Food Safety Concerns and Local Solutions

tainted beef, food safety, Kingston, OntarioThe food safety scandal involving the Canadian behemoth, XL Foods, began just over one month ago when the Canadian Food Inspection Agency and U.S. Department of Agriculture first identified numerous contaminated ground beef products.  Since the initial recall, XL Foods has gone on to pull a total of 250 products off of grocery store shelves, while over a dozen Canadians are recovering from consuming meat contaminated with E. coli bacteria. There are many theories and probable explanations as to just how this latest food safety disaster transpired. Union officials at XL Foods have stated that efficiency and speed were valued more so than sanitation and cleanliness at the Alberta-based meat processing plant.  The shear size and reach of XL Foods’ operations is also coming into focus, as the company is reportedly responsible for a staggering one third of all the red meat that’s sold in Canada.  And let’s not forget all the heat and light that is being placed on the inadequate number of food inspectors.  History is repeating itself, it would seem, while this latest chapter got us thinking:
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During our recent excursions to the grocery store, we’ve kept the cart rolling right on past the meat coolers, although admittedly red meat rarely appears on our monthly grocery bill nowadays.  In fact, the only times we’ve purchased beef over the past few years has been when we were grilling fresh steaks on the barbeque, or making meatballs for mama’s special spaghetti sauce.  In either case, our beef is bought directly from local butchers rather than from some grocery store chain.  We justify the additional expense knowing that we’re supporting local farmers, but we also take comfort in the fact that our food was prepared and inspected locally.  Judging by anecdotal comments overheard at the meat counter at John’s and Old Farm Fine Foods lately, we’re not alone, as more and more Kingstonians are turning to locally sourced meat products.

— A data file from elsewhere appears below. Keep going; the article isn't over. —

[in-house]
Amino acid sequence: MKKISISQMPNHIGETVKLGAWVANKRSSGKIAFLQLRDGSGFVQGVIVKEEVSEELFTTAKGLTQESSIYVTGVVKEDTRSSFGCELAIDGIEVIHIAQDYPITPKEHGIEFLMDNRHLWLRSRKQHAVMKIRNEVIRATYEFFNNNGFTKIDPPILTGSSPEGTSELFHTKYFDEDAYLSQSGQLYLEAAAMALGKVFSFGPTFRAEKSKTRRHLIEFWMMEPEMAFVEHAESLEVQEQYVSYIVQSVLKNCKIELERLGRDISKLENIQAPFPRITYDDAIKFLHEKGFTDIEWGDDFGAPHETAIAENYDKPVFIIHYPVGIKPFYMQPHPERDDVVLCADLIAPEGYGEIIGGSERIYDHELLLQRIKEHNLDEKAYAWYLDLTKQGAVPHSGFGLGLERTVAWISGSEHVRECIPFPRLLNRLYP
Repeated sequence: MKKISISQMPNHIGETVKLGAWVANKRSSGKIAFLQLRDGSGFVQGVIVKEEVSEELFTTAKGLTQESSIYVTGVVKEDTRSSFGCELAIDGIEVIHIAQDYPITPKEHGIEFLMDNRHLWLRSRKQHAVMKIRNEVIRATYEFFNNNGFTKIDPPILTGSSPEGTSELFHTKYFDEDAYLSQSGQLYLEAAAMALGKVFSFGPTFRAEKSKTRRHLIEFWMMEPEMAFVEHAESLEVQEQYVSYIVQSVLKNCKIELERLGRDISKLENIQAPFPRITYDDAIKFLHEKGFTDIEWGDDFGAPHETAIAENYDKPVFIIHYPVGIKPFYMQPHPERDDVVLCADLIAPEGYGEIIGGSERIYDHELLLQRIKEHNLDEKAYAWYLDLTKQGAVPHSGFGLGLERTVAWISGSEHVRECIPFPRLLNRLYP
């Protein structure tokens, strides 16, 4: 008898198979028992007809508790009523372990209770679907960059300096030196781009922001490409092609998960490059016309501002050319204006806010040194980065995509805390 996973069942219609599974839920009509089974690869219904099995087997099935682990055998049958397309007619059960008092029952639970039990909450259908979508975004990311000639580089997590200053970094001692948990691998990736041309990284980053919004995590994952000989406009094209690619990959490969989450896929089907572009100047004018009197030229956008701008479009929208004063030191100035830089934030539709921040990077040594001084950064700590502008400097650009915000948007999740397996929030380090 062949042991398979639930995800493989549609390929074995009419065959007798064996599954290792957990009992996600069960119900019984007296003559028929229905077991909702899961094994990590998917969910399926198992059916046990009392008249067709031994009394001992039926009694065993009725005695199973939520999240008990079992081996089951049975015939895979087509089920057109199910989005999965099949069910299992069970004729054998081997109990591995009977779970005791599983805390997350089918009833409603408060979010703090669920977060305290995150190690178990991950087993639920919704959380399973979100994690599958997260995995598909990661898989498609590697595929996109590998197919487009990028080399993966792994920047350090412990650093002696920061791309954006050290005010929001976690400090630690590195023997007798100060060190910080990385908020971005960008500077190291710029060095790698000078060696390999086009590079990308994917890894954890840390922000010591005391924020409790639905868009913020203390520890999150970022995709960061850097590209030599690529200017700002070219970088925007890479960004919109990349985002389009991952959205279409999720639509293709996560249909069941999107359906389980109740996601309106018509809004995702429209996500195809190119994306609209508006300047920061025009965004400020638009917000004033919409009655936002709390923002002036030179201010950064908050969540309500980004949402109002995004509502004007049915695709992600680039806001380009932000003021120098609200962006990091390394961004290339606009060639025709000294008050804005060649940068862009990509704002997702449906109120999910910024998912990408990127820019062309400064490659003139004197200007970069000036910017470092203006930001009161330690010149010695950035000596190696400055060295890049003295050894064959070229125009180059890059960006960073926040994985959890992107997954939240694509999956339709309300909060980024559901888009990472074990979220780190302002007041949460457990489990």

Will the trend towards preferring local beef continue to increase in the Limestone City, or is this simply a blip that will soon be forgotten until the next big food safety scare? Have your purchasing or eating habits changed as a result of this or any other recall? Drop off your comments below.

Thanks to Sindead Stout for today’s photo.

Harvey Kirkpatrick

Harvey Kirkpatrick is Kingstonist's Co-Founder. His features curiously explore urban planning, what if scenarios, the local food scene and notable Kingstonians. Loves playing tourist and listening to rap music. Learn more about Harvey...

2 thoughts on “Food Safety Concerns and Local Solutions

  • I just stopped eating beef entirely for a little while. It doesn't bother me too much as I eat a lot of vegetarian meals anyway, and beef is becoming ridiculously expensive.

    Now to wait for the next spinach recall.

  • Haven't eaten any meat in many years so no change for me me. Granted people have gotten sick or died from contaminated fruits and vegetables too. Not sure stats or expert opinion support that smaller/local is safer

    A "food safety" incident gets a lot of attention but the reality is the numbers in Canada affected are tiny compared to something like injuries and deaths from car accidents. No one changes their lifestyle when a car accident happens so i certainly wouldn't give any thought to the very low rate of food safety problems. Especially when its unlikely you can do anything to improve your odds of avoiding one..

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